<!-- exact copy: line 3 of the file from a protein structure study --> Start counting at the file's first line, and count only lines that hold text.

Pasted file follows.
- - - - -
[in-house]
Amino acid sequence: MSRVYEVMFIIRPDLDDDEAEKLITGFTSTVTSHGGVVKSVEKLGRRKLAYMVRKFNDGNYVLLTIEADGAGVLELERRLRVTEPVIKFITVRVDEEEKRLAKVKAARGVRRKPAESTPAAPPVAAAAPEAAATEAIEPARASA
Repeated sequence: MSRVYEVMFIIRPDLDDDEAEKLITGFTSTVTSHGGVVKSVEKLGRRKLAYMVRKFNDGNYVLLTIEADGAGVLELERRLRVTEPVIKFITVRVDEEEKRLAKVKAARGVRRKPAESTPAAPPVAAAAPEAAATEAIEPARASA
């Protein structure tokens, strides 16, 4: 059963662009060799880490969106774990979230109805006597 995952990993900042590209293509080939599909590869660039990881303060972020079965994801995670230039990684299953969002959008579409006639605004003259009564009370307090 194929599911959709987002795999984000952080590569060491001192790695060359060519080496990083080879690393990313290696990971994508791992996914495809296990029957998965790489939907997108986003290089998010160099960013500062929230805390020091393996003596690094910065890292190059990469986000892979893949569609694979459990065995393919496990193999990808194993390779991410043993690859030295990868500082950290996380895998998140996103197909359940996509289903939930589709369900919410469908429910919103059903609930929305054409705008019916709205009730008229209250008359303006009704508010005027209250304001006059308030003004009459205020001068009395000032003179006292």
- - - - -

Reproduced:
Repeated sequence: MSRVYEVMFIIRPDLDDDEAEKLITGFTSTVTSHGGVVKSVEKLGRRKLAYMVRKFNDGNYVLLTIEADGAGVLELERRLRVTEPVIKFITVRVDEEEKRLAKVKAARGVRRKPAESTPAAPPVAAAAPEAAATEAIEPARASA